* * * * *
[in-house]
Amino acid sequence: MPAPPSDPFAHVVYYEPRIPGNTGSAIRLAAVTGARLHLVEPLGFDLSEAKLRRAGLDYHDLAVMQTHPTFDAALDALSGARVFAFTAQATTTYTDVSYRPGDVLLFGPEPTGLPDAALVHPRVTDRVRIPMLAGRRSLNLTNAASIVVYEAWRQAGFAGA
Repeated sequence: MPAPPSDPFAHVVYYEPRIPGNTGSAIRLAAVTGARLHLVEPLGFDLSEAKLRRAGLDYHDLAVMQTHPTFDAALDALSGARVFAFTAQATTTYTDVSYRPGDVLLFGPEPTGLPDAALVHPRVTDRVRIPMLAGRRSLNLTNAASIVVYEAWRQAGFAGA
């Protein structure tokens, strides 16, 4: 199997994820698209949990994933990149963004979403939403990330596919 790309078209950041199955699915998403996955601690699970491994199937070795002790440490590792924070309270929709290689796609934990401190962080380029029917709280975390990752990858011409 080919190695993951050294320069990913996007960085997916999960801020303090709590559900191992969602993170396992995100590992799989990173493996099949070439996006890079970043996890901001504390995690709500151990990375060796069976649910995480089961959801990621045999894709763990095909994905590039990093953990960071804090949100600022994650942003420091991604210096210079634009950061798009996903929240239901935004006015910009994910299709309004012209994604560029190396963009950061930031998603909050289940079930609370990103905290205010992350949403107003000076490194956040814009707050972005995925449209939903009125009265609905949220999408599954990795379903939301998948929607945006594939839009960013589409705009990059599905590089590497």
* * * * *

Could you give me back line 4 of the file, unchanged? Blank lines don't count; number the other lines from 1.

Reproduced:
């Protein structure tokens, strides 16, 4: 199997994820698209949990994933990149963004979403939403990330596919 790309078209950041199955699915998403996955601690699970491994199937070795002790440490590792924070309270929709290689796609934990401190962080380029029917709280975390990752990858011409 080919190695993951050294320069990913996007960085997916999960801020303090709590559900191992969602993170396992995100590992799989990173493996099949070439996006890079970043996890901001504390995690709500151990990375060796069976649910995480089961959801990621045999894709763990095909994905590039990093953990960071804090949100600022994650942003420091991604210096210079634009950061798009996903929240239901935004006015910009994910299709309004012209994604560029190396963009950061930031998603909050289940079930609370990103905290205010992350949403107003000076490194956040814009707050972005995925449209939903009125009265609905949220999408599954990795379903939301998948929607945006594939839009960013589409705009990059599905590089590497």